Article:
Early 20th century redevelopment
Western Road has been the main shopping thoroughfare in Brighton for well over 100 years and it’s almost 200 years since the first commercial activities started in the vicinity. The area was originally called West Laine, and what was to become Western Road was just a path leading from Brighthelstone to the parish church at nearby Hove. The name Western Road originates from the Western family who owned much of the surrounding land.
Growth and grandeur
The growth of Brighton, due to its increased popularity following the patronage by Prince Regent, pushed development outside the original boundary of East, West and North Streets. As housing development spread from the seafront northwards so did shops and businesses. The first commercial activities taking place in Western Road in the early 1800’s. By 1830 its importance was established as the main access road to the new Brunswick Estate. Although at this time there was a mix of commercial and residential properties, by the 1870’s the residential housing had mostly been replaced by shops, which in many cases had been built on the gardens of the original housing.
Gardens with frontage onto the north side of Western Road still remained right up to the early 1900’s, however soon after the turn of the century commercialisation of Western Road was complete, and just a few “green” areas remained.
Over the previous 100 years Western Road had evolved rather than being planned. Although the south side was quite regular in its alignment, the north side was very irregular. Between the Clock Tower and Montpelier Road there were 8 different widths of road. Most narrow was the Clock Tower end and the stretch between Spring Street and Hampton Place. It was reported that in places the road was so narrow that it was difficult for vehicles to pass.
Pre WWI development
For some years the Town Council had been purchasing properties in congested areas of Western Road and letting them until the leases had expired. In 1906 the large gardens in front of Codrington Place (between Hampton Place and Montpelier Road) were removed in this manner to allow the widening of one of the narrowest parts of Western Road. Remnants of the old residential properties can still be seen here. By looking above the shops, the original grand housing can be still be seen, the shops now built on what was once part of the garden, which originally came much further forward. CodringtonMansion is of this type, built in about 1830, it was the home of Admiral Sir Edward Codrington, who captained HMS Orion in the Battle of Trafalgar in 1805.
Post WWI redevelopment
Following World War One many areas of Brighton were redeveloped. It was due to the forethought of Alderman Sir Herbert Carden that many of these schemes happened. Although the 1920’s and 1930’s redevelopment of the north side of Western Road can’t directly be attributed to Herbert Carden, he was undoubtley the catalyst for such developments in many areas of Brighton.
North side development chronology
The first of these developments started in 1923, Smithers’ Brewery was demolished to make way for the Imperial Arcade. This was followed by Staffords departmental store in 1926, which was the first large departmental store in Western Road, Poundland and the Co-operative Bank currently occupy this site. The eastern corner of Staffords can just be seen in the 1931 photo of British Home Stores under construction, and the same torchlights can still be recognised today. Further westwards the new Boots store was next in 1928. It was built on the site of the previous old Boots store between Spring Street and Crown Street. Wades store was also built in 1928, which was clearly a busy time for redevelopment. Johnson’s the furnishers had traded from Western Road since the very early 1900’s, they celebrated 25 years of trading by rebuilding their store in 1929. Woolworths expanded their premises shortly afterwards. British Home Stores was next in 1931. These unique photographs show the new BHS development in progress between Crown Street and Marlborough Street. The building was taken over in the late 1960’s by C & A when BHS moved to their new premises in Churchill Square, however following refurbishment it is now home to Primark.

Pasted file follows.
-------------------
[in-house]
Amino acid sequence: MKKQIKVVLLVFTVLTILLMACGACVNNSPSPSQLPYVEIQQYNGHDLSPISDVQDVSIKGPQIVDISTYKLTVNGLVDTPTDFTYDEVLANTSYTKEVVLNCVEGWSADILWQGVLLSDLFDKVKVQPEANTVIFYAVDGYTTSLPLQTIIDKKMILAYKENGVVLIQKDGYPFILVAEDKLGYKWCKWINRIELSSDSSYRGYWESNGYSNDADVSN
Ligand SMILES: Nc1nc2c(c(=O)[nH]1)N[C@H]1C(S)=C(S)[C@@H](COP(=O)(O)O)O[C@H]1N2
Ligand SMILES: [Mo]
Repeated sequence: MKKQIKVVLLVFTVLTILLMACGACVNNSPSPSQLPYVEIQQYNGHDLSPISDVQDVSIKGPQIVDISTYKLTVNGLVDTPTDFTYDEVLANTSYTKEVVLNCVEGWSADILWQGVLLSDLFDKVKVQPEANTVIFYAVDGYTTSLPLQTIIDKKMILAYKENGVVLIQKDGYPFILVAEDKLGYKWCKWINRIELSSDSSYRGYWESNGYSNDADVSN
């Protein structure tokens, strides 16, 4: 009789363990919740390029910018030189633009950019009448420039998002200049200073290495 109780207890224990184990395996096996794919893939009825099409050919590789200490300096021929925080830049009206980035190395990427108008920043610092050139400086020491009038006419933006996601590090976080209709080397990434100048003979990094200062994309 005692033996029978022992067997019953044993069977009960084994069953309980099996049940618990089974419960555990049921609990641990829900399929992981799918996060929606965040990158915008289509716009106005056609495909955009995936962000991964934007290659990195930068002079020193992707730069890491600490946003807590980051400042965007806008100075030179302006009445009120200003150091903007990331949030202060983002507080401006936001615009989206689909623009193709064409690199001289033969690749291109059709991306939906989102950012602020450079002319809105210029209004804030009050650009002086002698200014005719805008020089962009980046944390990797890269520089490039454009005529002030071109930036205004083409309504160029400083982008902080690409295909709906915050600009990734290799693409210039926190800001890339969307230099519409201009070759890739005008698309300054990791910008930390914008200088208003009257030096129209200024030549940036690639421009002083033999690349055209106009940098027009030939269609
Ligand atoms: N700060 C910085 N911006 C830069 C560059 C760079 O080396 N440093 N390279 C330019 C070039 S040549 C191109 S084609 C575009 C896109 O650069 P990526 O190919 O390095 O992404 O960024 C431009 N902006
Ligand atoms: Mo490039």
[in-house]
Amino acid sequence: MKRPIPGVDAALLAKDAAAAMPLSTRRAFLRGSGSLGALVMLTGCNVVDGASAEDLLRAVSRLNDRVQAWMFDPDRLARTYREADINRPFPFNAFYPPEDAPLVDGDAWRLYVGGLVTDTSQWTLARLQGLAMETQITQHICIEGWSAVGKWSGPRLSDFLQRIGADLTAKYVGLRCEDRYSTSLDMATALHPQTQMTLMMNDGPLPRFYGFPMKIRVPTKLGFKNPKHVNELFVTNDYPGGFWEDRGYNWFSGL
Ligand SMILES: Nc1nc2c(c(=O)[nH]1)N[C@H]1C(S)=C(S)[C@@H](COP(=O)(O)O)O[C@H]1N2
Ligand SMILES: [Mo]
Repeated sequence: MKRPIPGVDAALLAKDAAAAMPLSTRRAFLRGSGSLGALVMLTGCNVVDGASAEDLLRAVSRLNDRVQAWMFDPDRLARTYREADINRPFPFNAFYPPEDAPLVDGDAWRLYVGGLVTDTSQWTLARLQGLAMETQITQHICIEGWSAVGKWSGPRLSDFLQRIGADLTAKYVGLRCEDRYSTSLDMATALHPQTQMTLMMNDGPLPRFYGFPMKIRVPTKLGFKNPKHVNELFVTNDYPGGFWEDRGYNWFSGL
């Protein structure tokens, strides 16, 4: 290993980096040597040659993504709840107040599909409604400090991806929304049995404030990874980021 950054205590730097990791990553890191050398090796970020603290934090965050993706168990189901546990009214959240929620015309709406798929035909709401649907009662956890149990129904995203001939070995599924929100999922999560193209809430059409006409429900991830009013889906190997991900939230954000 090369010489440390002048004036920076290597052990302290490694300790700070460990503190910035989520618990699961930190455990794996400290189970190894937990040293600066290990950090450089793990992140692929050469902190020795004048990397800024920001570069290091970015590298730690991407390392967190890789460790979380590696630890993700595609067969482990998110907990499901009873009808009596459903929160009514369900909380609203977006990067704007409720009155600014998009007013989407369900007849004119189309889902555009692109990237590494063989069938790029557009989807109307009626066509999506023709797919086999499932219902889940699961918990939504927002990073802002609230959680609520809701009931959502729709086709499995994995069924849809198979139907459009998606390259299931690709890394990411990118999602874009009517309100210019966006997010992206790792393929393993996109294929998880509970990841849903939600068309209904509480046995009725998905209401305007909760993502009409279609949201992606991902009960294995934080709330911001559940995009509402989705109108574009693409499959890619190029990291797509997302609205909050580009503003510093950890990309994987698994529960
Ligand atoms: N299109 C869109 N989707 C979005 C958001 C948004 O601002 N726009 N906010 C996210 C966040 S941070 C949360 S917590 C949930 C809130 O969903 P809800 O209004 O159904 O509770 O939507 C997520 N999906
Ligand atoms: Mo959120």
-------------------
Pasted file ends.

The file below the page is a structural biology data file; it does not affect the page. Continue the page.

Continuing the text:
75 years of Marks & Spencers
The Marks & Spencers building was next in 1932, and the frontage still remains much as it was when first built. Marks & Spencers are probably the longest surviving business in Western Road, still operating from the same building, having now been there 75 years! The area between the Imperial Arcade and Clock Tower end of Western Road was next in 1934. This area was made up of many small businesses including a Public House and the last remaining private dwellings all clustered together. A number of fine photographs have been published showing the demolition in progress. Lastly in 1935 Mitre House, opposite the top of Preston Street was built. This consisted of a grocery store for International Stores on the ground floor with offices and flats above. Later the ground floor became the prestigious showroom for Jaguar cars.
South side development
The development of the north side was now complete, with mainly large stores all along that side. Plans to redevelop the south side were considered and although some slum clearance was started, the outbreak of World War II put a halt to grand ideas. Following the war, due to a shortage of building materials development could not be restarted and it was not until 1959 that the plans were back on the council agenda. However it was almost 10 years before finally in 1968 that Churchill Square was formally opened.